As S&P 500 companies increasingly move to tie executive compensation to environmental, social and governance metrics, experts caution that pay incentives alone cannot drive the changes needed for companies to attain their ESG goals.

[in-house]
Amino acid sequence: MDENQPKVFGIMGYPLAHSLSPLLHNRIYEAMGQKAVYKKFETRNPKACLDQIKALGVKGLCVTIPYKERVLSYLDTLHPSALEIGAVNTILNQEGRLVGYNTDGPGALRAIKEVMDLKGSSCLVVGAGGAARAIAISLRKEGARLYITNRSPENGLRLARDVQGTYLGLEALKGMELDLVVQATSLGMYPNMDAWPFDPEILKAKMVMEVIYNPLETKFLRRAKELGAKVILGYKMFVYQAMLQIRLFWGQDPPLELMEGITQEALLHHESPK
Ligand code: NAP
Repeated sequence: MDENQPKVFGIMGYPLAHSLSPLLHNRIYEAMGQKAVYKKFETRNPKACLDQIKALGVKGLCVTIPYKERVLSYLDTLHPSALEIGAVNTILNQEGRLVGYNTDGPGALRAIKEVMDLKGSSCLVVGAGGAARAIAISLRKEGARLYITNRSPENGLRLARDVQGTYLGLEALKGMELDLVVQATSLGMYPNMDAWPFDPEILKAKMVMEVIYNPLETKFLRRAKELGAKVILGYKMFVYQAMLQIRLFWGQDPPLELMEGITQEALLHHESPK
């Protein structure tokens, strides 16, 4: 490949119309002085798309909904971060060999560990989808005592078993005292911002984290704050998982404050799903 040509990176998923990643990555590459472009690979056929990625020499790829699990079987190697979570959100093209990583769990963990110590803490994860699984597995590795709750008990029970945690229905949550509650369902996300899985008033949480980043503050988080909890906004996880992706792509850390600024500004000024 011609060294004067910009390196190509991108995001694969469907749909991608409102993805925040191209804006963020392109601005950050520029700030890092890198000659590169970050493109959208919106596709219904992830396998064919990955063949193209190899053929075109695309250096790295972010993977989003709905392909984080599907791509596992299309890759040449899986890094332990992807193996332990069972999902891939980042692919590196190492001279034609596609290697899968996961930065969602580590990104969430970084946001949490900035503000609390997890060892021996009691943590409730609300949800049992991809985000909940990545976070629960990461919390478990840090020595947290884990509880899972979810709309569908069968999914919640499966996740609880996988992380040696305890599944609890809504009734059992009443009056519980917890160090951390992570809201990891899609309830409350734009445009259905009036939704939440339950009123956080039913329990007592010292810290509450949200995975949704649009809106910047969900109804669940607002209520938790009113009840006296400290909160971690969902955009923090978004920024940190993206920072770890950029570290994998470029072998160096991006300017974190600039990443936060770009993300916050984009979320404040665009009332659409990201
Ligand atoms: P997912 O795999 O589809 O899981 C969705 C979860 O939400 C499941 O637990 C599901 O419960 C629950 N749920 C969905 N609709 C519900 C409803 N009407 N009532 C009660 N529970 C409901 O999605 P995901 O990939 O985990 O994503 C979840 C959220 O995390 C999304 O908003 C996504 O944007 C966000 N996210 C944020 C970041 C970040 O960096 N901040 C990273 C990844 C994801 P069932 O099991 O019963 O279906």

More than half (57%) of S&P 500 companies, such as investment management company T. Rowe Price, Valero Energy and health insurance giant Humana, have incorporated ESG in their annual or long-term executive compensation plans in 2020, according to executive compensation consulting firm Semler Brossy Consulting Group…The different strategic goals tied to executive pay by companies can be separated into two major categories: operational, day-to-day business activities associated with product quality and employee safety issues, and in the second group, ESG metrics associated with matters including carbon emissions and diversity, equity and inclusion. A closer look shows that operational issues such as safety and customer satisfaction were more likely to be used as weighted metrics in leaders’ pay packages in 2020. Metrics in the sustainability category (which, for the study, incorporates environmental and social metrics) were more likely to be used as a scorecard or modifier or as individual performance factors. Among these, DE&I matters were the most popular metric, with 28% of companies highlighting the recruitment, retention and promotion of diverse staff in their executive pay.Agenda – ESG Metrics Not Enough to Drive ‘Real Change,’ Say Experts